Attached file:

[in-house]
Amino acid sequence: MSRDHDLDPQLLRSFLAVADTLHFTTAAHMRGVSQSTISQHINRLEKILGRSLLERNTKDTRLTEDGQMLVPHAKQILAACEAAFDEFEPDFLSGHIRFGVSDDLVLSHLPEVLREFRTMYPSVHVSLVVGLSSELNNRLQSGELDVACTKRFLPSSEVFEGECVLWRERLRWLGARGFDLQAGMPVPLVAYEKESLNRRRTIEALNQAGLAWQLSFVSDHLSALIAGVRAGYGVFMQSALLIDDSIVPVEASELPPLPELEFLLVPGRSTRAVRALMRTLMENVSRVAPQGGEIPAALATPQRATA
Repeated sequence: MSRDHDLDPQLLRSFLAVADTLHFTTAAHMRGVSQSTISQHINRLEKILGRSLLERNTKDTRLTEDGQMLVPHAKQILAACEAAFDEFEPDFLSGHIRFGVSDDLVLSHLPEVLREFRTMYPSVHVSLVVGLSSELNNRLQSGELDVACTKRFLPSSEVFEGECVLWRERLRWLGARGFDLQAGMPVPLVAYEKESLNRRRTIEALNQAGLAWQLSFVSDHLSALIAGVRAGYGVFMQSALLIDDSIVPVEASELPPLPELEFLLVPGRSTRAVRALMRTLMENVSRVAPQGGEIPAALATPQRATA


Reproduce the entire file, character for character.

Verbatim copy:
[in-house]
Amino acid sequence: MSRDHDLDPQLLRSFLAVADTLHFTTAAHMRGVSQSTISQHINRLEKILGRSLLERNTKDTRLTEDGQMLVPHAKQILAACEAAFDEFEPDFLSGHIRFGVSDDLVLSHLPEVLREFRTMYPSVHVSLVVGLSSELNNRLQSGELDVACTKRFLPSSEVFEGECVLWRERLRWLGARGFDLQAGMPVPLVAYEKESLNRRRTIEALNQAGLAWQLSFVSDHLSALIAGVRAGYGVFMQSALLIDDSIVPVEASELPPLPELEFLLVPGRSTRAVRALMRTLMENVSRVAPQGGEIPAALATPQRATA
Repeated sequence: MSRDHDLDPQLLRSFLAVADTLHFTTAAHMRGVSQSTISQHINRLEKILGRSLLERNTKDTRLTEDGQMLVPHAKQILAACEAAFDEFEPDFLSGHIRFGVSDDLVLSHLPEVLREFRTMYPSVHVSLVVGLSSELNNRLQSGELDVACTKRFLPSSEVFEGECVLWRERLRWLGARGFDLQAGMPVPLVAYEKESLNRRRTIEALNQAGLAWQLSFVSDHLSALIAGVRAGYGVFMQSALLIDDSIVPVEASELPPLPELEFLLVPGRSTRAVRALMRTLMENVSRVAPQGGEIPAALATPQRATA